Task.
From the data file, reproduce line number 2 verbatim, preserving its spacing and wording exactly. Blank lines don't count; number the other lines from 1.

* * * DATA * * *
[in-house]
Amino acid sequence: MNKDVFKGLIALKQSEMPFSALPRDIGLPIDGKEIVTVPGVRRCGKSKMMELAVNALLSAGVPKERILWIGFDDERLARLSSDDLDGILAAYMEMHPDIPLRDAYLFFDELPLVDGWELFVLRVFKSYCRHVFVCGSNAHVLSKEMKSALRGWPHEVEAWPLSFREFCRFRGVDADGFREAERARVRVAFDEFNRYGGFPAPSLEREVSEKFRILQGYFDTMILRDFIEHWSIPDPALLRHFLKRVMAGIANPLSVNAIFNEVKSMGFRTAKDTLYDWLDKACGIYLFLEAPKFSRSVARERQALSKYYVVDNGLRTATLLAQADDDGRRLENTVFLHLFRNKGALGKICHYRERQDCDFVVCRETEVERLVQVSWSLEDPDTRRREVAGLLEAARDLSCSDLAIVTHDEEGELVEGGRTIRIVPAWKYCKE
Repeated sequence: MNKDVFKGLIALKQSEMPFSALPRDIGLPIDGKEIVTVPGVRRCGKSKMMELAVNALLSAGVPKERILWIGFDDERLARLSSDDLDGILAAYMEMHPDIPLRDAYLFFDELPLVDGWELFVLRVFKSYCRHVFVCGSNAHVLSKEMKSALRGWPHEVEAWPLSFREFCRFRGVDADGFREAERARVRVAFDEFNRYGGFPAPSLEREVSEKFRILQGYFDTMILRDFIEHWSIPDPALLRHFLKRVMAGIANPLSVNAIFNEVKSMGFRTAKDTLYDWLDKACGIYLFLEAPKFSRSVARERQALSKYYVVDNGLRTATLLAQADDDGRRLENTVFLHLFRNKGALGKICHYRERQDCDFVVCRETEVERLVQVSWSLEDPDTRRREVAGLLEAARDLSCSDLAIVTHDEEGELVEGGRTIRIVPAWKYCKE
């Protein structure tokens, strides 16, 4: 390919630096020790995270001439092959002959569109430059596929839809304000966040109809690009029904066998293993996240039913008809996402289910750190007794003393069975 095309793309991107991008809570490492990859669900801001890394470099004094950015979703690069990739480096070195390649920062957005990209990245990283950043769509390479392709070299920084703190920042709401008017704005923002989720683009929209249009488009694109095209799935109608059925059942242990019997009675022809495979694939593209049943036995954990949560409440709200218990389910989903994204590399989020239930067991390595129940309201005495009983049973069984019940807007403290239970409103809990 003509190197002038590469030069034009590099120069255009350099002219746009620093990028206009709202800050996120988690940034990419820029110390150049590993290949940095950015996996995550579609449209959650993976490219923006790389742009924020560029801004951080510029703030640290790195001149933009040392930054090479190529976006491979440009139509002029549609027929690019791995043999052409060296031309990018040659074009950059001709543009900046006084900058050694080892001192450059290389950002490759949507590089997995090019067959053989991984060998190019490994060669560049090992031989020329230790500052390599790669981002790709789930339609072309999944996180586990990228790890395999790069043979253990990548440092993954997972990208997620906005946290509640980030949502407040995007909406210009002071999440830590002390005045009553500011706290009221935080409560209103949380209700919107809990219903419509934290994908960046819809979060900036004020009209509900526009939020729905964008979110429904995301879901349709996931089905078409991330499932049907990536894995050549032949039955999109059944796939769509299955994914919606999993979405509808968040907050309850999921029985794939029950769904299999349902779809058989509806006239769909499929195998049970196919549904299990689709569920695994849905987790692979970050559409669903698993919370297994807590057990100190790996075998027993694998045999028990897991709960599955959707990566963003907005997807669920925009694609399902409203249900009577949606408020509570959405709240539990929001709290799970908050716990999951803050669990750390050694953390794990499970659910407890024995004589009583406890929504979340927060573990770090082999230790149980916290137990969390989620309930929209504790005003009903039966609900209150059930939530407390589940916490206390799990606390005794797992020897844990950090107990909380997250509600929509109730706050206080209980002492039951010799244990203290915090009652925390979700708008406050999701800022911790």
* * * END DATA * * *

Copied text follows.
Amino acid sequence: MNKDVFKGLIALKQSEMPFSALPRDIGLPIDGKEIVTVPGVRRCGKSKMMELAVNALLSAGVPKERILWIGFDDERLARLSSDDLDGILAAYMEMHPDIPLRDAYLFFDELPLVDGWELFVLRVFKSYCRHVFVCGSNAHVLSKEMKSALRGWPHEVEAWPLSFREFCRFRGVDADGFREAERARVRVAFDEFNRYGGFPAPSLEREVSEKFRILQGYFDTMILRDFIEHWSIPDPALLRHFLKRVMAGIANPLSVNAIFNEVKSMGFRTAKDTLYDWLDKACGIYLFLEAPKFSRSVARERQALSKYYVVDNGLRTATLLAQADDDGRRLENTVFLHLFRNKGALGKICHYRERQDCDFVVCRETEVERLVQVSWSLEDPDTRRREVAGLLEAARDLSCSDLAIVTHDEEGELVEGGRTIRIVPAWKYCKE